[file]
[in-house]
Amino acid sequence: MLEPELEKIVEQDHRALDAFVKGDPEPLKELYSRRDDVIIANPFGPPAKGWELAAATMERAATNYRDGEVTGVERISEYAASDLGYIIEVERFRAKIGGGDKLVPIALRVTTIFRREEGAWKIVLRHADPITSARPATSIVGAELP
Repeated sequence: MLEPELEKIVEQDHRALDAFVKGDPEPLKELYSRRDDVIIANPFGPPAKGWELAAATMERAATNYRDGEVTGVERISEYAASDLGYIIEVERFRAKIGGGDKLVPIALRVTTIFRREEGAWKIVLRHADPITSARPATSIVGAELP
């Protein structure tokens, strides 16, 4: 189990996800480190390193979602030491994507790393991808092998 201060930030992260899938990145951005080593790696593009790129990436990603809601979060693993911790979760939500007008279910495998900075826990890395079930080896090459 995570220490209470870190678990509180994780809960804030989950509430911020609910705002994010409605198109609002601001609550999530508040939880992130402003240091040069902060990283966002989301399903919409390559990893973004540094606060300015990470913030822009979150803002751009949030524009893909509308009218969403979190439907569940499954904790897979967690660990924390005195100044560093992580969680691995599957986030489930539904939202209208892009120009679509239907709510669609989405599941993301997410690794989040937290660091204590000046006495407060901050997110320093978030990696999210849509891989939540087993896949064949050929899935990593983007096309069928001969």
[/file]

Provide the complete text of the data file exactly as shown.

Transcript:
[in-house]
Amino acid sequence: MLEPELEKIVEQDHRALDAFVKGDPEPLKELYSRRDDVIIANPFGPPAKGWELAAATMERAATNYRDGEVTGVERISEYAASDLGYIIEVERFRAKIGGGDKLVPIALRVTTIFRREEGAWKIVLRHADPITSARPATSIVGAELP
Repeated sequence: MLEPELEKIVEQDHRALDAFVKGDPEPLKELYSRRDDVIIANPFGPPAKGWELAAATMERAATNYRDGEVTGVERISEYAASDLGYIIEVERFRAKIGGGDKLVPIALRVTTIFRREEGAWKIVLRHADPITSARPATSIVGAELP
């Protein structure tokens, strides 16, 4: 189990996800480190390193979602030491994507790393991808092998 201060930030992260899938990145951005080593790696593009790129990436990603809601979060693993911790979760939500007008279910495998900075826990890395079930080896090459 995570220490209470870190678990509180994780809960804030989950509430911020609910705002994010409605198109609002601001609550999530508040939880992130402003240091040069902060990283966002989301399903919409390559990893973004540094606060300015990470913030822009979150803002751009949030524009893909509308009218969403979190439907569940499954904790897979967690660990924390005195100044560093992580969680691995599957986030489930539904939202209208892009120009679509239907709510669609989405599941993301997410690794989040937290660091204590000046006495407060901050997110320093978030990696999210849509891989939540087993896949064949050929899935990593983007096309069928001969």